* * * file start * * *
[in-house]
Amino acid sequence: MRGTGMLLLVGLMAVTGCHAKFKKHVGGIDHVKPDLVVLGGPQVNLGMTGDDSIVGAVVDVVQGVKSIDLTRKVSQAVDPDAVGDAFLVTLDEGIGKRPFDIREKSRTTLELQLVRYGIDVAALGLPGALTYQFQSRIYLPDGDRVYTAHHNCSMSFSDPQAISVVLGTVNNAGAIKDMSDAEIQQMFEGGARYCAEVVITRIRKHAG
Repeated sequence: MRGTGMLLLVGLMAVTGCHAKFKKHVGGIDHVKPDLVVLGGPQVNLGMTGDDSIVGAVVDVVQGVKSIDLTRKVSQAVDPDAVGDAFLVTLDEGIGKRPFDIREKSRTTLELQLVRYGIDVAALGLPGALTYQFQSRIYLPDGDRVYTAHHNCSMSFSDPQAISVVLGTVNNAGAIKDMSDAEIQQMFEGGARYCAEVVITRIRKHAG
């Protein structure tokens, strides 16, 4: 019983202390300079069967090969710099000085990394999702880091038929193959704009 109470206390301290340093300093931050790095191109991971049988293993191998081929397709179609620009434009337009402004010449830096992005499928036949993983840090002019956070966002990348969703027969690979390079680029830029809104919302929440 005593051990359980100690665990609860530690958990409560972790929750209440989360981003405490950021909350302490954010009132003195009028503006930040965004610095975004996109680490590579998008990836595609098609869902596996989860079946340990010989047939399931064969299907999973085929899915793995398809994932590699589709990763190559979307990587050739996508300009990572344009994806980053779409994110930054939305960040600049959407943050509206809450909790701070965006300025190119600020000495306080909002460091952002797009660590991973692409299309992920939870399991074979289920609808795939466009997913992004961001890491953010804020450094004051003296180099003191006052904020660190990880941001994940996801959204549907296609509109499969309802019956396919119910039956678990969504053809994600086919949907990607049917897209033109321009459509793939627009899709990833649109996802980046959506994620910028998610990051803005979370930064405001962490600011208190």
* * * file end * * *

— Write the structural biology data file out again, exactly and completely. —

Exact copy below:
[in-house]
Amino acid sequence: MRGTGMLLLVGLMAVTGCHAKFKKHVGGIDHVKPDLVVLGGPQVNLGMTGDDSIVGAVVDVVQGVKSIDLTRKVSQAVDPDAVGDAFLVTLDEGIGKRPFDIREKSRTTLELQLVRYGIDVAALGLPGALTYQFQSRIYLPDGDRVYTAHHNCSMSFSDPQAISVVLGTVNNAGAIKDMSDAEIQQMFEGGARYCAEVVITRIRKHAG
Repeated sequence: MRGTGMLLLVGLMAVTGCHAKFKKHVGGIDHVKPDLVVLGGPQVNLGMTGDDSIVGAVVDVVQGVKSIDLTRKVSQAVDPDAVGDAFLVTLDEGIGKRPFDIREKSRTTLELQLVRYGIDVAALGLPGALTYQFQSRIYLPDGDRVYTAHHNCSMSFSDPQAISVVLGTVNNAGAIKDMSDAEIQQMFEGGARYCAEVVITRIRKHAG
């Protein structure tokens, strides 16, 4: 019983202390300079069967090969710099000085990394999702880091038929193959704009 109470206390301290340093300093931050790095191109991971049988293993191998081929397709179609620009434009337009402004010449830096992005499928036949993983840090002019956070966002990348969703027969690979390079680029830029809104919302929440 005593051990359980100690665990609860530690958990409560972790929750209440989360981003405490950021909350302490954010009132003195009028503006930040965004610095975004996109680490590579998008990836595609098609869902596996989860079946340990010989047939399931064969299907999973085929899915793995398809994932590699589709990763190559979307990587050739996508300009990572344009994806980053779409994110930054939305960040600049959407943050509206809450909790701070965006300025190119600020000495306080909002460091952002797009660590991973692409299309992920939870399991074979289920609808795939466009997913992004961001890491953010804020450094004051003296180099003191006052904020660190990880941001994940996801959204549907296609509109499969309802019956396919119910039956678990969504053809994600086919949907990607049917897209033109321009459509793939627009899709990833649109996802980046959506994620910028998610990051803005979370930064405001962490600011208190």